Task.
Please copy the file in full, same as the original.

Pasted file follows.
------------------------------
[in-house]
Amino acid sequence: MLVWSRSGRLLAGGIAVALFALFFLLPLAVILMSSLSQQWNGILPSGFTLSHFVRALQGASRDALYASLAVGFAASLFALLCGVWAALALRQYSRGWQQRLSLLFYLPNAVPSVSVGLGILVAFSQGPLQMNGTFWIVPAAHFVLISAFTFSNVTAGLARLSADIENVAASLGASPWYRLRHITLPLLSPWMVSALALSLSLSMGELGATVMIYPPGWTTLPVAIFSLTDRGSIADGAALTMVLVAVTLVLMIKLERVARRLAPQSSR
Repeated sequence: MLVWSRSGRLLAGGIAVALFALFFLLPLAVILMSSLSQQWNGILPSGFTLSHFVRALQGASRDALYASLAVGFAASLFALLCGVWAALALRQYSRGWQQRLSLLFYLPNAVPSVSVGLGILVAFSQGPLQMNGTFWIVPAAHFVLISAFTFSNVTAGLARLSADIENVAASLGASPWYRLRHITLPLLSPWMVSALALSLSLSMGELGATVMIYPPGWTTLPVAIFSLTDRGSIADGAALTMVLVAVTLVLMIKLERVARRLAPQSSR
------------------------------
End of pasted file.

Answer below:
[in-house]
Amino acid sequence: MLVWSRSGRLLAGGIAVALFALFFLLPLAVILMSSLSQQWNGILPSGFTLSHFVRALQGASRDALYASLAVGFAASLFALLCGVWAALALRQYSRGWQQRLSLLFYLPNAVPSVSVGLGILVAFSQGPLQMNGTFWIVPAAHFVLISAFTFSNVTAGLARLSADIENVAASLGASPWYRLRHITLPLLSPWMVSALALSLSLSMGELGATVMIYPPGWTTLPVAIFSLTDRGSIADGAALTMVLVAVTLVLMIKLERVARRLAPQSSR
Repeated sequence: MLVWSRSGRLLAGGIAVALFALFFLLPLAVILMSSLSQQWNGILPSGFTLSHFVRALQGASRDALYASLAVGFAASLFALLCGVWAALALRQYSRGWQQRLSLLFYLPNAVPSVSVGLGILVAFSQGPLQMNGTFWIVPAAHFVLISAFTFSNVTAGLARLSADIENVAASLGASPWYRLRHITLPLLSPWMVSALALSLSLSMGELGATVMIYPPGWTTLPVAIFSLTDRGSIADGAALTMVLVAVTLVLMIKLERVARRLAPQSSR